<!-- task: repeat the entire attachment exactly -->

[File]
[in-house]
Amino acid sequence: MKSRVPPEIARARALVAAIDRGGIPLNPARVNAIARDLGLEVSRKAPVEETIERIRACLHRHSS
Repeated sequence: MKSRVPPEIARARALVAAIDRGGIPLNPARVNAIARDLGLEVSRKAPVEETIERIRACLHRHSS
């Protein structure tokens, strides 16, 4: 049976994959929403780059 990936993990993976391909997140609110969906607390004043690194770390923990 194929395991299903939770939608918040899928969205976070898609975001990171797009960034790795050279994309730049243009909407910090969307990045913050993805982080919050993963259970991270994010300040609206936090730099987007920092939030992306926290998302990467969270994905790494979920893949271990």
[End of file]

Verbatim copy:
[in-house]
Amino acid sequence: MKSRVPPEIARARALVAAIDRGGIPLNPARVNAIARDLGLEVSRKAPVEETIERIRACLHRHSS
Repeated sequence: MKSRVPPEIARARALVAAIDRGGIPLNPARVNAIARDLGLEVSRKAPVEETIERIRACLHRHSS
């Protein structure tokens, strides 16, 4: 049976994959929403780059 990936993990993976391909997140609110969906607390004043690194770390923990 194929395991299903939770939608918040899928969205976070898609975001990171797009960034790795050279994309730049243009909407910090969307990045913050993805982080919050993963259970991270994010300040609206936090730099987007920092939030992306926290998302990467969270994905790494979920893949271990």